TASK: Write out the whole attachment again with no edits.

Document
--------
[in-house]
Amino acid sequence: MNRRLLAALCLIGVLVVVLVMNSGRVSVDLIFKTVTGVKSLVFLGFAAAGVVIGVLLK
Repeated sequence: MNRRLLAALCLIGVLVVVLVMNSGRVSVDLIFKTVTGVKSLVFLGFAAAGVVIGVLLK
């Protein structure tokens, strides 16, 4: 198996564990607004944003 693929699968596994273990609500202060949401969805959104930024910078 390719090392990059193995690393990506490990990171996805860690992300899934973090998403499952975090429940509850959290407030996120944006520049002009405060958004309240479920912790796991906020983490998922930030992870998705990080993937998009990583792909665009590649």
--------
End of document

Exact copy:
[in-house]
Amino acid sequence: MNRRLLAALCLIGVLVVVLVMNSGRVSVDLIFKTVTGVKSLVFLGFAAAGVVIGVLLK
Repeated sequence: MNRRLLAALCLIGVLVVVLVMNSGRVSVDLIFKTVTGVKSLVFLGFAAAGVVIGVLLK
């Protein structure tokens, strides 16, 4: 198996564990607004944003 693929699968596994273990609500202060949401969805959104930024910078 390719090392990059193995690393990506490990990171996805860690992300899934973090998403499952975090429940509850959290407030996120944006520049002009405060958004309240479920912790796991906020983490998922930030992870998705990080993937998009990583792909665009590649």